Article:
When 'off' is really 'on'
Offside has always been a problem for the uninitiated but even diehard fans will be wrestling with it after the authorities tweaked the law again.
Euro 2004’s officials will apply a new interpretation to offsides, following a directive from Fifa’s international board.
The thorny issue for fans will be how referees and their assistants apply the offside law’s clause regarding whether players are in ‘active play”.
Uefa has launched a PR campaign in an attempt to familiarise fans with the new interpretation, issuing a DVD to players, coaches and fans ‘to help understand the offside law and its consistent interpretation throughout Europe”.
Judging by the examples from the promotional video, that will not be easy. The two images are from Juventus’s Champions League semifinal victory over Real Madrid in the 2002/03 season.
In the first picture, Roberto Carlos’s drive from 15m skips beyond Gianluigi Buffon with Michel Salgado, Javier Portillo and Luis Figo in offside positions. Despite furious representations from the Juventus players — and the shrill whistles of the fans — the goal stood. The reason was that Buffon’s line of sight to the ball was unimpeded by any of the three players; they were not ‘involved in active play”.
Conversely, Raul’s effort in the second picture was ruled out since, with Figo standing in front of him, the goalkeeper did not have a clear view of the ball and the Portuguese international was judged to be ‘interfering with an opponent”.
The first example also illustrates another issue that is likely to prove contentious in the coming weeks. The linesman flagged the three players offside but the referee overruled his assistant. The key phrase in the offside law is ‘in the opinion of the referee”.
Though confident that the new interpretation will produce more goals and, in time, prove popular with supporters, administrators expect teething problems when it is employed at Euro 2004.
‘There have been arguments over the offside law for as long as it has been in the game,” said the Football Association’s (FA)head of refereeing John Baker, who was the English representative on the international board subcommittee that urged the introduction of the new interpretation.
‘One of the problems is that every offside will will be attributed to the new interpretation. We believe it will help that now there are clear definitions of what is active involvement in play. The intention is that it will stop negative tactics, defenders stepping up and trying to put people offside.
‘The first stage in that was for players to be onside when they were level with defenders. This takes it further and we’re confident it will produce more goals.”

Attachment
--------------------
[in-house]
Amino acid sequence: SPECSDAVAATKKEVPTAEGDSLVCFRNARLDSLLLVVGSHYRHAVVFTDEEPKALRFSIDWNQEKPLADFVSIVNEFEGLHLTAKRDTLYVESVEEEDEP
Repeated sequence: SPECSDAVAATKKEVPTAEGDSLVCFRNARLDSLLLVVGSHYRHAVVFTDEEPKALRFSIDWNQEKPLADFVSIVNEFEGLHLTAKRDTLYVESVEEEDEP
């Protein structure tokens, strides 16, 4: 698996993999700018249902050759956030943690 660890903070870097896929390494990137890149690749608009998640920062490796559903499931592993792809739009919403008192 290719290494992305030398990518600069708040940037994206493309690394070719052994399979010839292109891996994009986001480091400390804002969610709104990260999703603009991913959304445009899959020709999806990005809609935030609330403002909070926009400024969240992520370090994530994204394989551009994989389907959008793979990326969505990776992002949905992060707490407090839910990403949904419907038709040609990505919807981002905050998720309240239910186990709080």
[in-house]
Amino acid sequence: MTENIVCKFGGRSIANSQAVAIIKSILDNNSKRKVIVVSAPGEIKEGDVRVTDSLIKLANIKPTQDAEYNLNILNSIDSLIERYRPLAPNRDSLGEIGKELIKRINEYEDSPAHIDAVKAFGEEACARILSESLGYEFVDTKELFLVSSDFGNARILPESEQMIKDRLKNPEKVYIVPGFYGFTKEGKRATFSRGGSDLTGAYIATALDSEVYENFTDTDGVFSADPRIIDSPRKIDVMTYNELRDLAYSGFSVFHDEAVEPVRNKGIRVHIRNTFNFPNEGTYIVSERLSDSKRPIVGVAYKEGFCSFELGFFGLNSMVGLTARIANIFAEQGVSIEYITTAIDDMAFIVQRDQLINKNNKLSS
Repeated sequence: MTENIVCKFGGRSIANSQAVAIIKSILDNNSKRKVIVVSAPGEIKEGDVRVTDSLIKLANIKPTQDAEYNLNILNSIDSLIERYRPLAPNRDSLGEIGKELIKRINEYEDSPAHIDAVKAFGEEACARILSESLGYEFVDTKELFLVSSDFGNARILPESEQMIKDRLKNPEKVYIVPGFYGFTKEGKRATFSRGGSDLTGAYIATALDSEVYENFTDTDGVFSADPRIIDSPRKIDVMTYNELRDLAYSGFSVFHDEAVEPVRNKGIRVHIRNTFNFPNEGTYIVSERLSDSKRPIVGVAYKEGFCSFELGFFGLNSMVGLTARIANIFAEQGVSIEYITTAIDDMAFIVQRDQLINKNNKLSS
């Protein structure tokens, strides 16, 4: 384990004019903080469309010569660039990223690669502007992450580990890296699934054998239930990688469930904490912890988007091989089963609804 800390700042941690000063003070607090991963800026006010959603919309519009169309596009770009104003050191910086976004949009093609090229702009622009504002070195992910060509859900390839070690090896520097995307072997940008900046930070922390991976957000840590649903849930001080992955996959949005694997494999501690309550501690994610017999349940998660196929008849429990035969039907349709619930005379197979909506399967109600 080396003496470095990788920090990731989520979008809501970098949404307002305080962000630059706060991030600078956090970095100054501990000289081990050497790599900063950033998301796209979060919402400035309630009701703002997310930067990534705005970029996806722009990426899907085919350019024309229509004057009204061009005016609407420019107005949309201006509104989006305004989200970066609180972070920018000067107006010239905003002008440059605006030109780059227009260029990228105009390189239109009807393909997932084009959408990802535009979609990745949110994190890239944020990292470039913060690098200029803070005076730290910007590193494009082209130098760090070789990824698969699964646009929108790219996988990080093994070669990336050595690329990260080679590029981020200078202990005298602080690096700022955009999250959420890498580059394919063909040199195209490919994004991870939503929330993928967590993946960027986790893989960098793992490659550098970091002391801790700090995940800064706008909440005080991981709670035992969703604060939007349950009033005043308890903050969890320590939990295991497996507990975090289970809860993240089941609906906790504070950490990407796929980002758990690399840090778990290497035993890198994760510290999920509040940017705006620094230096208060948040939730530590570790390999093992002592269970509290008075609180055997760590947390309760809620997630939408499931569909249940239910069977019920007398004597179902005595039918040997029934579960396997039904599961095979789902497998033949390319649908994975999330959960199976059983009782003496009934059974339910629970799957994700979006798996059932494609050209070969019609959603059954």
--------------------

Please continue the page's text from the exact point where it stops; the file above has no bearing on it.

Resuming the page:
There is no question that the new interpretation was brought in as a reaction to the controversies of the last World Cup. Spain suffered at the hands of dubious offside decisions in their quarterfinal with South Korea, and Italy were outraged by perceived injustices in their group game with Croatia and their second-round match with Korea.
It was the Italian FA that pressed for change, insisting that inconsistencies must be ironed out. Baker is confident that his revised interpretation of the law, which will be more rigorously applied than it has been in domestic leagues this season, will achieve this aim.
However, fans will have to get used to increasingly late flagging from officials.
‘We are trying to make sure they look very carefully. We want a ‘wait, wait and see’ policy to ensure there are fewer instances of wrong flagging,” said Baker. ‘But we’d prefer it if these decisions are not considered ‘late’ but ‘thoughtful’,” he said.
How the offside rule will work
The new interpretation gives greater emphasis to the following element of football’s Law 11: ‘A player in an offside position is only penalised if, at the moment the ball touches or is played by one of his team, he is, in the opinion of the referee, involved in active play. He is involved in active play by interfering with play or interfering with an opponent or gaining an advantage by being in that position.
‘For a player to be guilty of an offside offence he has to be in an offside position when the ball is touched or played by one of his team and then also be involved in active play in one of these ways,” the law says.
In layman’s terms the law dictates that players will be flagged if, for instance, they are obscuring the view of a goalkeeper, or poach a rebound from a keeper’s block while in an offside position.
Being offside is not an offence in itself. Flagging, though, does not require a whistle. Offside is down to the referee’s interpretation of the situation, with the linesman’s assistance. —